Technologically advanced society risks losing an appreciation of numeracy skills.
The Whizz curriculum, which is based on the Primary National Strategy for Maths, teaches ratio, percentages, basic statistics, coordinate geometry, relatively tricky mental maths, and long division (amongst other subjects) to its maths age 10 students.
If we could all do long division and understand the difference between mean, median, and mode we would be a damn sight better off than we are now. So I suspect NIACE is pointing at the wrong statistics. In my opinion it’s less about whether we’re better mathematicians than our year 5 students, and more about whether we truly understand, or use, our year 5 numeracy skills.
Poor maths in real life
If we fail to spot the right change in a shop, or work out the best interest rates for our savings, or understand the health statistics associated with lifestyle changes we may end up considerably less healthy and wealthy, but we won’t attribute such mistakes to poor maths. Instead, we put this failure down to others’ lack of scruples.
Government and industry should work harder to convey numeric information better (such as medical test reports and mortgage documents) in an age in which we are bombarded with data. But the very quantity of such data has made us passive, trusting, recipients. Whether or not we have the numeracy skills of an 11-year-old is irrelevant if we don’t know when to use those skills.
To take our accountant’s son, he doesn’t need to know how long division works, only that he can put the numbers into a calculator in a particular order to get the right answer. And since calculators never fail, he’ll be fine. But, as any good software developer knows, GIGO – “Garbage In, Garbage Out”. In other words, even the best calculator in the world can’t give you the right answer if you type the numbers in the wrong order.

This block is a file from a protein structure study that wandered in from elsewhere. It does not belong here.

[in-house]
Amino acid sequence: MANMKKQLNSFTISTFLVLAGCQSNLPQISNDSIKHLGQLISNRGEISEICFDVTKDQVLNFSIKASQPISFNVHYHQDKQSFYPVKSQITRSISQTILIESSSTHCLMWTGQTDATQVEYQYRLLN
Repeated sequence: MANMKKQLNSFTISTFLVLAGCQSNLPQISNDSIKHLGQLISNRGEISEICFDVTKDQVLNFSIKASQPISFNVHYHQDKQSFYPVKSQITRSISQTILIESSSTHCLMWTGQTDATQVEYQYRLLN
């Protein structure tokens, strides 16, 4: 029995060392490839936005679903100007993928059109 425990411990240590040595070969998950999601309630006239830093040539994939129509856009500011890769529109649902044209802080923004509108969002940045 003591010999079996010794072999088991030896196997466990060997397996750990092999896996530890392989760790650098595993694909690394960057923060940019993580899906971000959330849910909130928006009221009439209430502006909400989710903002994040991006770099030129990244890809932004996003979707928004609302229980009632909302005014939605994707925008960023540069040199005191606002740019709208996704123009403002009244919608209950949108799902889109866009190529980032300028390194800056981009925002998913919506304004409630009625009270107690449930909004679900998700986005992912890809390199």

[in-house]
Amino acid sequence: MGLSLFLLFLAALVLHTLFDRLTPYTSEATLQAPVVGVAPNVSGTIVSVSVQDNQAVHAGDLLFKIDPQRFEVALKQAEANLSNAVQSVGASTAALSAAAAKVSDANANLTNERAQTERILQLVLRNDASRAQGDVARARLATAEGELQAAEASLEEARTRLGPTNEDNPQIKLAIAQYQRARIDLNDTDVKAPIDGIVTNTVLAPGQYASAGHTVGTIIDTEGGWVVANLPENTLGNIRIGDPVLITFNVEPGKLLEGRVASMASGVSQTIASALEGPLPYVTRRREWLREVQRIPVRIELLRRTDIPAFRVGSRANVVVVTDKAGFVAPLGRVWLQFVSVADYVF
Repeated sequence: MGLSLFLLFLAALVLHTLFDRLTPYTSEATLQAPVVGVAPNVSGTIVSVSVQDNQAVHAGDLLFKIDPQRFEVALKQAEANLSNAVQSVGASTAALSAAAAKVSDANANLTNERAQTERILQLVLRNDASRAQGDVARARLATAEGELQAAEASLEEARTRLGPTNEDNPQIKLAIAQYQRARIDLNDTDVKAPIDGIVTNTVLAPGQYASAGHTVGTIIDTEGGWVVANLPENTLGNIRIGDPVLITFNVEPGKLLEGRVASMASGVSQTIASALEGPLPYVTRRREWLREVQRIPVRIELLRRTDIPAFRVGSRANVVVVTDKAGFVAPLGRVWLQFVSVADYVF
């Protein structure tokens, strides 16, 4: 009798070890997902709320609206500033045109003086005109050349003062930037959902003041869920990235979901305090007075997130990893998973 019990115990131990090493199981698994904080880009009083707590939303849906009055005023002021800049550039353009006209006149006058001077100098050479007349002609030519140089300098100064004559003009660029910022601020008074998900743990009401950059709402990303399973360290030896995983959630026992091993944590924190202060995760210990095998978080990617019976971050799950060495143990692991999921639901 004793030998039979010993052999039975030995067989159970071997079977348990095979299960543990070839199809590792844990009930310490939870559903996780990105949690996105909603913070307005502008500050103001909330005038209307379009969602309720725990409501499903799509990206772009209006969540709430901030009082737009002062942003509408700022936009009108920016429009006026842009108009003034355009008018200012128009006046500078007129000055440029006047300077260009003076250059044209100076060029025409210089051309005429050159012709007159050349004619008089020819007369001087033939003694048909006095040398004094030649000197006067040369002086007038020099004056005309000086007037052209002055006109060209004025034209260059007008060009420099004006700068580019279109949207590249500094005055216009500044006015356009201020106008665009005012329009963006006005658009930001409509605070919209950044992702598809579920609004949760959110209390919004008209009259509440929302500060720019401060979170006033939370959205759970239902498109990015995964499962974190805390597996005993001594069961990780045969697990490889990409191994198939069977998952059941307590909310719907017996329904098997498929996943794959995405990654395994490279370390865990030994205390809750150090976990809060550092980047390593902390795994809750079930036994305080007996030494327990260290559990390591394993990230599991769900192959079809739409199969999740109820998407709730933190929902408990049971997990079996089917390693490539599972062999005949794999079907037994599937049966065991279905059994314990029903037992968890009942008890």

And this is why a technologically advanced society risks losing an appreciation of numeracy skills just as it risks losing an appreciation of basic engineering or science. Despite being surrounded by electronic appliances, and the fruits of centuries of scientific development, we really only need to know that such appliances work, and not why, or even how.
Hamlet and your fridge
Sixty-odd years ago, CP Snow decried an equivalent embarrassment gap to the one described by Dame Mary. He compared being asked to name, say, a Shakespeare tragedy and the Laws of Thermodynamics. He was right that this was a massive imbalance of priorities, but wrong to focus on shame, because once you’ve established that the Laws of Thermodynamics explain how the refrigerator works, the conversation generally ends. Which is a pity, but we take the fridge on trust. We don’t do the same for Hamlet.
So, to cut a long blog post short – NIACE is right, and yet they might be fighting the wrong battle. If we bang on too much about whether we have the necessary maths skills we might not stop to wonder whether we’re actually using them.